Australia’s oldest rock art discovered by USQ researcher
A team of University of Southern Queensland archaeologists have uncovered the oldest rock art to have been discovered in Australia in a remote Northern Territory shelter.
Professor Bryce Barker, who was working with USQ researcher Dr Lara Lamb, found the charcoal drawn fragment dated at 28,000 years after excavating a small part of a massive rock shelter site named Narwala Gabarnmang.
Professor Barker and Dr Lamb (USQ), along with Professor Jean-Michel Geneste (Universite de Bordeaux) and Jean-Jacque Delannoy (Universite de Savoie) are partners in a major archaeological project 'Connecting Country' led by Dr Bruno David of Monash University in south western Arnhem Land in the Northern Territory.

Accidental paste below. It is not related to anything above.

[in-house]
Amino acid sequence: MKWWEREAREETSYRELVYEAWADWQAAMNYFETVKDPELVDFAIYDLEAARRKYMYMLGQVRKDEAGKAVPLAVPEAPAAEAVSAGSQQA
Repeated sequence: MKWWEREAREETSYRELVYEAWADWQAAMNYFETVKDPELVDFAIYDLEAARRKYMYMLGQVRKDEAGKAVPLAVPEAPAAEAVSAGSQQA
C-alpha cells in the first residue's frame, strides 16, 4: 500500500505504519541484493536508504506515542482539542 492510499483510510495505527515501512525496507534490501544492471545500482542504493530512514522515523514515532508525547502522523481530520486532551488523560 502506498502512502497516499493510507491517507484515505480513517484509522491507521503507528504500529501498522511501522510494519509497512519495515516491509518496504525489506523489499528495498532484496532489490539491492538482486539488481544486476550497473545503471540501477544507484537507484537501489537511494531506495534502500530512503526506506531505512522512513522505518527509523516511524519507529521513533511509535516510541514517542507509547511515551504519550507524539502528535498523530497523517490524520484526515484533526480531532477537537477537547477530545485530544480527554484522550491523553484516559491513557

This project was requested from the Jawoyn Association, based in Katherine, who would like the sites of their ancestors, including the rock art, documented and investigated for what it can tell about the history of their culture.
Through the project work researchers have learned that human occupation of the Narwala Gabarnmang site dates back to 45,000 years ago, making it one of the earliest human occupation sites in Australia.